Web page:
Photo Gallery: Stonewall Uprising ImagesOther Photo Galleries
In the 1960s, many American restaurants and bars would not serve homosexual patrons. In New York's Greenwich Village, the Stonewall Inn was one of several Mafia-run bars where gay people could socialize openly. Police raided the bar regularly, and one such raid, on June 28, 1969, turned into a six-day uprising known as the Stonewall Riots -- the event that would later be credited as a major turning point in the gay rights movement.
Graffiti written on the bar's exterior captures the gay community's frustration. Stonewall's mafia owners exploited the gay patrons, served overpriced, watered-down drinks, and bribed police officers to limit the number of monthly raids.|Getty Images;http://www-tc.pbs.org/wgbh/americanexperience/media/uploads/special_features/photo_gallery/stonewall_gallery_03.jpg|http://www-tc.pbs.org/wgbh/americanexperience/media/uploads/special_features/photo_gallery/stonewall_gallery_03_t.jpg|
A Christopher Street bar is raided by police. In an attempt to rid the city of supposed deviants, New York police officers frequently raided bars known to serve gay patrons in areas such as Times Square and Greenwich Village.|New York Public Library;http://www-tc.pbs.org/wgbh/americanexperience/media/uploads/special_features/photo_gallery/stonewall_gallery_06.jpg|http://www-tc.pbs.org/wgbh/americanexperience/media/uploads/special_features/photo_gallery/stonewall_gallery_06_t.jpg|
On June 28, 1969, New York City police officers raided the Stonewall Inn. As the bar patrons protested, more people gathered outside, and soon supporters began flocking to Greenwich Village. Although there were nearly 400 protesters, police arrested only 13 people over the course of the six-day riot.|New York Daily News;http://www-tc.pbs.org/wgbh/americanexperience/media/uploads/special_features/photo_gallery/stonewall_gallery_07.jpg|http://www-tc.pbs.org/wgbh/americanexperience/media/uploads/special_features/photo_gallery/stonewall_gallery_07_t.jpg|
A group of gay youth from the neighborhood, including Tommy Lanigan-Schmidt (far right), poses outside the Stonewall Inn during a lull on the second night of rioting. In the late 1960s, Greenwich Village had gained a reputation as a safe haven for gay youth.|Getty images;http://www-tc.pbs.org/wgbh/americanexperience/media/uploads/special_features/photo_gallery/stonewall_gallery_10.jpg|http://www-tc.pbs.org/wgbh/americanexperience/media/uploads/special_features/photo_gallery/stonewall_gallery_10_t.jpg|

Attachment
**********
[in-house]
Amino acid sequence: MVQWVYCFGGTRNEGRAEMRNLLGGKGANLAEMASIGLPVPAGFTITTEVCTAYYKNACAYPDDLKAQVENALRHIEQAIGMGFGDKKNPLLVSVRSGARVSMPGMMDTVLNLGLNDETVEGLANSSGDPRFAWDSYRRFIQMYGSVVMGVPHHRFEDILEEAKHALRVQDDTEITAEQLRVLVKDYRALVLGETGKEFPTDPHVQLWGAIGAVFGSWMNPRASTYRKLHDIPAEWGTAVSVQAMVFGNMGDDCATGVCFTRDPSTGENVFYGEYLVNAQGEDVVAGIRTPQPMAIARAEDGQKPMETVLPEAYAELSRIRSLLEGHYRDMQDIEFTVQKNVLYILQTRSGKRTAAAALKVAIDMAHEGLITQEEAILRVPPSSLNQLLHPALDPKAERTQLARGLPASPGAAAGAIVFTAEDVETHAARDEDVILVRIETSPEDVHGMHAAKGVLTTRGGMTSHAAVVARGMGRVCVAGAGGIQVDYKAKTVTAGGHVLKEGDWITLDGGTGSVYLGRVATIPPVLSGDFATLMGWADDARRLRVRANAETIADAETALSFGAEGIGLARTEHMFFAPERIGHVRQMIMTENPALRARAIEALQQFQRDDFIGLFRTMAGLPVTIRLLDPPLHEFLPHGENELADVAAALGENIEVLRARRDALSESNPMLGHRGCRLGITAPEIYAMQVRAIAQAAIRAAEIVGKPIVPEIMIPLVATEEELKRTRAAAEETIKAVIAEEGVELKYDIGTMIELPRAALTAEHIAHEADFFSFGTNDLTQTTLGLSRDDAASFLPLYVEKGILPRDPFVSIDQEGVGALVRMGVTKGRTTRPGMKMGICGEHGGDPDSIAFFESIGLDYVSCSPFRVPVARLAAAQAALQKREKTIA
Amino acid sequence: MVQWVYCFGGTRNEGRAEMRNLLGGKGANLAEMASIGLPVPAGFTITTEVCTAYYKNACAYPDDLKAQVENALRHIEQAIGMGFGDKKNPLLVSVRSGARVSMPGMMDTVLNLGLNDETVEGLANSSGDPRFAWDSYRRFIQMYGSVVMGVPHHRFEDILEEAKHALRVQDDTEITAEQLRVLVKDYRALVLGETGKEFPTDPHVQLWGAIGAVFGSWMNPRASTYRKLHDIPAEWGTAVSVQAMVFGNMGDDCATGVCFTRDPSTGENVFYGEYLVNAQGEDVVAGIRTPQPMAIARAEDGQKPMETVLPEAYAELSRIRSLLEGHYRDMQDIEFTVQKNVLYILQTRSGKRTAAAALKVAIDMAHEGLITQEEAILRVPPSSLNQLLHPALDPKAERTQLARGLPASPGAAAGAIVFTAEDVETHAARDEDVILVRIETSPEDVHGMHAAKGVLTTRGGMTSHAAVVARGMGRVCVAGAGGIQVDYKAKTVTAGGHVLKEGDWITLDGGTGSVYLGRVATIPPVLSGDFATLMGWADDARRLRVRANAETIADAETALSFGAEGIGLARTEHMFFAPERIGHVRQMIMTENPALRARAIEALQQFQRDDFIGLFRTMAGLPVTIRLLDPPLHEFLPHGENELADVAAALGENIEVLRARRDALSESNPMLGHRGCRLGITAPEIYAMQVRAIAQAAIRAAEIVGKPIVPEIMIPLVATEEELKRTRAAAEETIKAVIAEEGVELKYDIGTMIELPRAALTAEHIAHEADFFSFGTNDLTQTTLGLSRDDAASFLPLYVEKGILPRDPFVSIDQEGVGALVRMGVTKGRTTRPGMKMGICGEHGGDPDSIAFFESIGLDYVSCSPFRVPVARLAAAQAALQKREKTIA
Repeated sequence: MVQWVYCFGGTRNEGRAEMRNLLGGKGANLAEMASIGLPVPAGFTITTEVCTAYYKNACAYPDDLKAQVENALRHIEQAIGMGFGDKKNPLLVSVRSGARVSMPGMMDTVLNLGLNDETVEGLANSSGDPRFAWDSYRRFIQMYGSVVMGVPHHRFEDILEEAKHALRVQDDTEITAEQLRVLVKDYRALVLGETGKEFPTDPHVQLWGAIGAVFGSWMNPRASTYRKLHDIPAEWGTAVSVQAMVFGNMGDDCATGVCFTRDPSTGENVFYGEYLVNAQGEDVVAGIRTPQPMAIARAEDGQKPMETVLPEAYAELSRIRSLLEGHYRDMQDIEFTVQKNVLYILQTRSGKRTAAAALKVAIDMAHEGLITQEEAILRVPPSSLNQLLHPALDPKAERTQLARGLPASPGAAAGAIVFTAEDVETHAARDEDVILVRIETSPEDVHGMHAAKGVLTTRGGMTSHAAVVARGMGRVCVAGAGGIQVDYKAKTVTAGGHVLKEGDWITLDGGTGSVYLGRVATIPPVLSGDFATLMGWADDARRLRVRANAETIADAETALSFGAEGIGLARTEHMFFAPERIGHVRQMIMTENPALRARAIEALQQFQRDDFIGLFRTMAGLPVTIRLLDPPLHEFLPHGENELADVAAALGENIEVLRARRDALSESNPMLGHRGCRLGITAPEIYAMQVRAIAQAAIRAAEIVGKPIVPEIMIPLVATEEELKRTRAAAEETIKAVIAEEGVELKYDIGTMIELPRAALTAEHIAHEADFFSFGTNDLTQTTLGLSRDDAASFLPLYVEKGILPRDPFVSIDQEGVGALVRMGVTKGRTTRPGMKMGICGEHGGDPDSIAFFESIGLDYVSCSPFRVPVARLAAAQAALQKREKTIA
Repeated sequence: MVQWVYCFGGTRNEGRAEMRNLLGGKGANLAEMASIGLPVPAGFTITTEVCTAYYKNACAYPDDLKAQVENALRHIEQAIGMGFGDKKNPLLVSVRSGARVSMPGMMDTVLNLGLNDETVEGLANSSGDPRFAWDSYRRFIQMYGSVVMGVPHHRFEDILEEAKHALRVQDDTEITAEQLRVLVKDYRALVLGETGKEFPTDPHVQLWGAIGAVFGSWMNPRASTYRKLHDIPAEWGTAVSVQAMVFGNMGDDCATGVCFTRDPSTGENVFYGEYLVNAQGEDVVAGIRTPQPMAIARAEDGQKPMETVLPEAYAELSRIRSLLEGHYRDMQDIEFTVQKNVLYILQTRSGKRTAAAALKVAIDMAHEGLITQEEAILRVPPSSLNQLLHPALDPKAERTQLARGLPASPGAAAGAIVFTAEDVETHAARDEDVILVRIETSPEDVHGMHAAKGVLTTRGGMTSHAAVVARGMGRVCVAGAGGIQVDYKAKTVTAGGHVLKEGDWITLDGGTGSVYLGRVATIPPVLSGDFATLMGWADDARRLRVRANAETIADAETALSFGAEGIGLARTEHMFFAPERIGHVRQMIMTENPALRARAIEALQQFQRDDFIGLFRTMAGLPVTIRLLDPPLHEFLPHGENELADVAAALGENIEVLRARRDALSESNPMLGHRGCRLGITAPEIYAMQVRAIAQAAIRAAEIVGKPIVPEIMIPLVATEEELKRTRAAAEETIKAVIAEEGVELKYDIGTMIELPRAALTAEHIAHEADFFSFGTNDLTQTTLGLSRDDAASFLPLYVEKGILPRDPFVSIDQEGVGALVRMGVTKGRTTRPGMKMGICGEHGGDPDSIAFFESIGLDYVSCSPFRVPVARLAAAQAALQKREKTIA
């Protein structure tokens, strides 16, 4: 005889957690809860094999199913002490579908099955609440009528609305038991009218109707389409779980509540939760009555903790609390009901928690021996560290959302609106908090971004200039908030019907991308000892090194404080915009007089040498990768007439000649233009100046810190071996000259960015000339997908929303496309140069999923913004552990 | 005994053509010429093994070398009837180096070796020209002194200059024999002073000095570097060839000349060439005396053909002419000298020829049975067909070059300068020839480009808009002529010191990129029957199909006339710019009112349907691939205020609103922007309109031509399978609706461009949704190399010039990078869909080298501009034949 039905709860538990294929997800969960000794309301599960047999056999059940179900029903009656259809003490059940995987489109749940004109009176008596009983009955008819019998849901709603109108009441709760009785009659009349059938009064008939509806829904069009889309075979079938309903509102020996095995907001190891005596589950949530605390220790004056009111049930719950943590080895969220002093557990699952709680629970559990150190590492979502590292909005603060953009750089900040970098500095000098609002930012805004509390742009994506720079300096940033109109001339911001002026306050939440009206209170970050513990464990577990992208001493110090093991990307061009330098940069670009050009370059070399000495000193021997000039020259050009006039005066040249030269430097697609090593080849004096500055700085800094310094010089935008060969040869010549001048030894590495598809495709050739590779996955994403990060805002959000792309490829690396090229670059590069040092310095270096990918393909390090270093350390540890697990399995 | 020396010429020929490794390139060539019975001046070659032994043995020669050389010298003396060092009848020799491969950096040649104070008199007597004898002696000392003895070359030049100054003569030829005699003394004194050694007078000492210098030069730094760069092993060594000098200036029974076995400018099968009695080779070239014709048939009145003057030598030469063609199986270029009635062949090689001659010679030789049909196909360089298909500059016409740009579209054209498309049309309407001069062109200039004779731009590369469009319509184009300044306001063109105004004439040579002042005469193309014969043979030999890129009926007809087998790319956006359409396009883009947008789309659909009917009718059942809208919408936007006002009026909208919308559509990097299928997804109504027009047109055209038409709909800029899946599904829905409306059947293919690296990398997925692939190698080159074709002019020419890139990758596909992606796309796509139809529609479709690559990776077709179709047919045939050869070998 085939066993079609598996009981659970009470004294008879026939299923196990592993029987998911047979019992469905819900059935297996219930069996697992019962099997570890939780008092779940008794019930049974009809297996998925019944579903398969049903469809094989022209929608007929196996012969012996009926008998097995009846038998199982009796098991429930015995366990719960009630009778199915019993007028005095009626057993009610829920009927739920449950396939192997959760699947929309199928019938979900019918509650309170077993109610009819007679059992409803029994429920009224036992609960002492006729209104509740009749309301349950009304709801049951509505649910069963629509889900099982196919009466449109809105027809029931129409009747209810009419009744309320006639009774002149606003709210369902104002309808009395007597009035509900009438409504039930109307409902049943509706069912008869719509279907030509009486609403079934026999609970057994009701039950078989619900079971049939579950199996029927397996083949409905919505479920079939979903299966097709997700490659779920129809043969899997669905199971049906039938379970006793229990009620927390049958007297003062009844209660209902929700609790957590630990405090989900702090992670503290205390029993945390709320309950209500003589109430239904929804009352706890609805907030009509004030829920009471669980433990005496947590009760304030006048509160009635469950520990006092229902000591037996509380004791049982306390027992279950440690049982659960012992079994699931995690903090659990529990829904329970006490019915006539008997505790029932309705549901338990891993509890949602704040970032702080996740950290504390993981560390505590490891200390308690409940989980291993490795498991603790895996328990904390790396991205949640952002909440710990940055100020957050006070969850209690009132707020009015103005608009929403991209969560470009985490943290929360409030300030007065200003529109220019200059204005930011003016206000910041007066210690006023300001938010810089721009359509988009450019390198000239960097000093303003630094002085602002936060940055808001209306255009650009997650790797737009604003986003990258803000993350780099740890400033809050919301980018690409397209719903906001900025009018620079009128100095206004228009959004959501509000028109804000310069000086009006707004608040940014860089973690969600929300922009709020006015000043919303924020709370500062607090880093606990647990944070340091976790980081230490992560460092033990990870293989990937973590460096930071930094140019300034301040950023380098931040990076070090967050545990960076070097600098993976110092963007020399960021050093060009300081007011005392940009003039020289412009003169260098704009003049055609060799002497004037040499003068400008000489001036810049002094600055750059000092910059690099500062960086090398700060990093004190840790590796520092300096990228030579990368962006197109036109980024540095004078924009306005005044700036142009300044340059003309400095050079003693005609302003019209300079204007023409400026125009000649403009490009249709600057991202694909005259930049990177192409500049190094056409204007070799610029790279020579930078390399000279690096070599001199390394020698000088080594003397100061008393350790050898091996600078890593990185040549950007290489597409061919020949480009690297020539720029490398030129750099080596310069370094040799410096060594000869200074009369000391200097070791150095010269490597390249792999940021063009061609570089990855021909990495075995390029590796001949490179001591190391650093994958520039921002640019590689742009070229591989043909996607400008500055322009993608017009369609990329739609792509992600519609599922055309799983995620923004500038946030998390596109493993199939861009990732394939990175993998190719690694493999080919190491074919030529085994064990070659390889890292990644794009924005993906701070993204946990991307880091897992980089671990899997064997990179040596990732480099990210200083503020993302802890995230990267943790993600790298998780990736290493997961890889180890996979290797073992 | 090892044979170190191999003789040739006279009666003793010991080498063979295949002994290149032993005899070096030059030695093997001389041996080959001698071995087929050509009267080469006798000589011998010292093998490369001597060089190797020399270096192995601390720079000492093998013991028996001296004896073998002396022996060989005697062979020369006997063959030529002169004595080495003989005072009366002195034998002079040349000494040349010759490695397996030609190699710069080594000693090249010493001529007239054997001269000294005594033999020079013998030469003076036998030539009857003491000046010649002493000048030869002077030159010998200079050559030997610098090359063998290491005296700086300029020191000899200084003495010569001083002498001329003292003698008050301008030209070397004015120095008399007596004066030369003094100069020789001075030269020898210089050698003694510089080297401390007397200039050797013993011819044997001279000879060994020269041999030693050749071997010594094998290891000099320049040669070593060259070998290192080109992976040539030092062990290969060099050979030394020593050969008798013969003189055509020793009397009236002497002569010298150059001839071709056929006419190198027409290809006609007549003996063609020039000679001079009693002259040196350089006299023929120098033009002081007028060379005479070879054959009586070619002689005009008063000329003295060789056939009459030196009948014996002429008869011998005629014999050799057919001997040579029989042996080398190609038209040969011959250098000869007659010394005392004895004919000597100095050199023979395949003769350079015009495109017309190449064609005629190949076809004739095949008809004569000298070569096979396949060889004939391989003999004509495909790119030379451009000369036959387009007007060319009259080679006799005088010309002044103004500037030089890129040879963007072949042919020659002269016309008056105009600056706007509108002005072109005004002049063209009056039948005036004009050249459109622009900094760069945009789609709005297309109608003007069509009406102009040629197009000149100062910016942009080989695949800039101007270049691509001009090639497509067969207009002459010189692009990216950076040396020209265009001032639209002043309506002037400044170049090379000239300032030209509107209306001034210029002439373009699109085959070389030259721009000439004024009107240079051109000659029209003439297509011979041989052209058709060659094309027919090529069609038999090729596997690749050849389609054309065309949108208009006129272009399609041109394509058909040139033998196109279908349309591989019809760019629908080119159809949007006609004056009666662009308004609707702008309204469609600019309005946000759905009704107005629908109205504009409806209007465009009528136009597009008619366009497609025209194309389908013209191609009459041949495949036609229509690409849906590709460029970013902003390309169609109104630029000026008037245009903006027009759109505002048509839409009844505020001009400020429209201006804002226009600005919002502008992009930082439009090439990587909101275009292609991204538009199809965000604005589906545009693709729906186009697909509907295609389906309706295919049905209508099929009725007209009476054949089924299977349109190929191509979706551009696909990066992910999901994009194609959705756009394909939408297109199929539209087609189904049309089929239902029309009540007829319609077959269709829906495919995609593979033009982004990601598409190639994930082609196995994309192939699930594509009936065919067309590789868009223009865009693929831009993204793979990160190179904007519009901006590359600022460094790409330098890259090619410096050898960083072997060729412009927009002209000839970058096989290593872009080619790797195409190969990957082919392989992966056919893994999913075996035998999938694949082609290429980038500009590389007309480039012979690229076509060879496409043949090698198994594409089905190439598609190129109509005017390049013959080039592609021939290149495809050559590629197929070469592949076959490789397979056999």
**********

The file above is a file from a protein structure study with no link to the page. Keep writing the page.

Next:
The weekend of the riot, the Mattachine Society tried to restore peace amongst the various members of the Greenwich Village community.|Getty Images;http://www-tc.pbs.org/wgbh/americanexperience/media/uploads/special_features/photo_gallery/stonewall_gallery_11.jpg|http://www-tc.pbs.org/wgbh/americanexperience/media/uploads/special_features/photo_gallery/stonewall_gallery_11_t.jpg|
Immediately after the Stonewall riots, the Gay Liberation Front was founded to advocate for gay rights. Here, in the fall of 1969, young members of the GLF march through Times Square.|New York Public Library;http://www-tc.pbs.org/wgbh/americanexperience/media/uploads/special_features/photo_gallery/stonewall_gallery_12-alt.jpg|http://www-tc.pbs.org/wgbh/americanexperience/media/uploads/special_features/photo_gallery/stonewall_gallery_12_t.jpg|
Today, dozens of countries celebrate with annual pride parades in June. Here, Croatians celebrated the 40th anniversary of the Stonewall Uprising in 2009.|Getty Images
My American Experience
What do the Stonewall riots mean to you? Were you in New York in late June, 1969? Did the riots impact your life? How do you think America changed after the Stonewall riots?